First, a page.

Thursday 23 November 2017

It's like your worst nightmare - locked in an airplane restroom. But what if you're the pilot?

What’s the protocol if you’re a pilot and you’re trapped in the lavatory? Don’t laugh. It actually happened last week aboard a Chautauqua Airlines (Delta Connection) regional jet on its way into LaGuardia Airport.

It's like your worst nightmare - locked in an airplane restroom. But what if you're the pilot?

The captain had stepped out to use the toilet, leaving the first officer and flight attendant in the cockpit. (Rules require that a second crew member always be present in the cockpit; in this case that meant the plane’s sole flight attendant.) When the lavatory door jammed, he was unable to extricate himself for several minutes.

Sorry, there’s no training or checklists for this one. It comes down to common sense. If the door really is stuck, you break out of there. The doors are pretty flimsy; it shouldn’t be difficult.

And that is what the Chautauqua captain eventually did.

The problem was, a passenger had gone and knocked on the cockpit door, attempting to explain to the first officer and flight attendant what was happening. Presumably he was just trying to help out. The captain would not have asked him to do this, since obviously his colleagues in the cockpit weren’t going to take the man’s word for what was happening. A passenger in any way contacting the cockpit was bound to trigger an unnecessary sequence of events.

Which is exactly what happened. An emergency was declared, fighter jets summoned — the whole post-9/11 flurry.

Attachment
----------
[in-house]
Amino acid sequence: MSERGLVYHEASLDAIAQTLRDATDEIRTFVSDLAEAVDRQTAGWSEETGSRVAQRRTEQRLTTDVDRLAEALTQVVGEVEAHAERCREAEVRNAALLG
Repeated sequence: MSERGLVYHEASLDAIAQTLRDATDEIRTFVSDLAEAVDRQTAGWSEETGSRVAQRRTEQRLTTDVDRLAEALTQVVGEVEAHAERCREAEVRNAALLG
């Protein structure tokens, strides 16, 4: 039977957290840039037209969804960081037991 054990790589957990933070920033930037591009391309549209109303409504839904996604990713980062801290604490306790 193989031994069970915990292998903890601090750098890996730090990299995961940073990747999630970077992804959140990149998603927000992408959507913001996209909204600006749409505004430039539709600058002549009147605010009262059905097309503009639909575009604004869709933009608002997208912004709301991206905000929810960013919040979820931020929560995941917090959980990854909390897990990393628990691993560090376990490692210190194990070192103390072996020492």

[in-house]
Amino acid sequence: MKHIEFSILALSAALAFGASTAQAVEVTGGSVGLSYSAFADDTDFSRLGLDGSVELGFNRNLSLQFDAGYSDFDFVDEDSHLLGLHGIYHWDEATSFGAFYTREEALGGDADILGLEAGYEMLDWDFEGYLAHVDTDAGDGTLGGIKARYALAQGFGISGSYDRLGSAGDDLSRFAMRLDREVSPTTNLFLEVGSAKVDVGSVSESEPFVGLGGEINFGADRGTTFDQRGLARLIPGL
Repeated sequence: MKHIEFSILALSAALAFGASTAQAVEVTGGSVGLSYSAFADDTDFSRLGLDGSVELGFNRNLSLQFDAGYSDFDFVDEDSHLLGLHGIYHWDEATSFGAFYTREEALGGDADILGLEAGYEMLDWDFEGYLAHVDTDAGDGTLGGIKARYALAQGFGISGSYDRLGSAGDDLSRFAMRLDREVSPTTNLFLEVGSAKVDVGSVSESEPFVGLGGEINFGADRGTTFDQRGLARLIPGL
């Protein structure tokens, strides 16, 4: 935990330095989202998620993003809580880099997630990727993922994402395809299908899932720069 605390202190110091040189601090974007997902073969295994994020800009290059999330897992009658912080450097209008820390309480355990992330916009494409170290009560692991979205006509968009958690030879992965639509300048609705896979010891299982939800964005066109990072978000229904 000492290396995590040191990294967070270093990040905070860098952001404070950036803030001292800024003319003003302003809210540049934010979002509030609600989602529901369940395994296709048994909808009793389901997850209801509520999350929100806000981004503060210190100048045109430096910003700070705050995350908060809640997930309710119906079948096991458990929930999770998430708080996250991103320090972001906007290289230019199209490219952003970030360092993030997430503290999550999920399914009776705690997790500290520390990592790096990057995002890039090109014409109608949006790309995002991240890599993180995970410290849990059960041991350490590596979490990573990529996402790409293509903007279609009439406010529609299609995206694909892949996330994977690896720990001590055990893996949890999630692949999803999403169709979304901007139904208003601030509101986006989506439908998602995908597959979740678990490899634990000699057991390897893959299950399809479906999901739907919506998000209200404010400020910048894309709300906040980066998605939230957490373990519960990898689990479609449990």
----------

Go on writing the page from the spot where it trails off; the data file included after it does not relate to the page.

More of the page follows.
Complicating things, the man reportedly spoke with a thick foreign accent, described in some reports as “Middle Eastern,” whatever that means exactly. Now, as a nation we’ve been overreacting to people’s skin color, to their clothes and to the sounds of their voices ever since the attacks of 2001, and nobody has been more critical of this than me. Would things have escalated the same way, we wonder, had the man talked like he was from Texas or New Jersey?

Maybe not. However, all things considered, putting ourselves in the position of this first officer and flight attendant, we need to be sympathetic. The man’s accent was a factor.

Soon enough the captain managed to free himself from the W.C. and was back in the cockpit. The crew then radioed ahead that everything was resolved. “There is no issue, no threat,” reported the crew to air traffic control.

Well-handled, if you ask me. And that should have been the end of it. This story should never have been in the news.

On the other hand, is it any surprise that it was?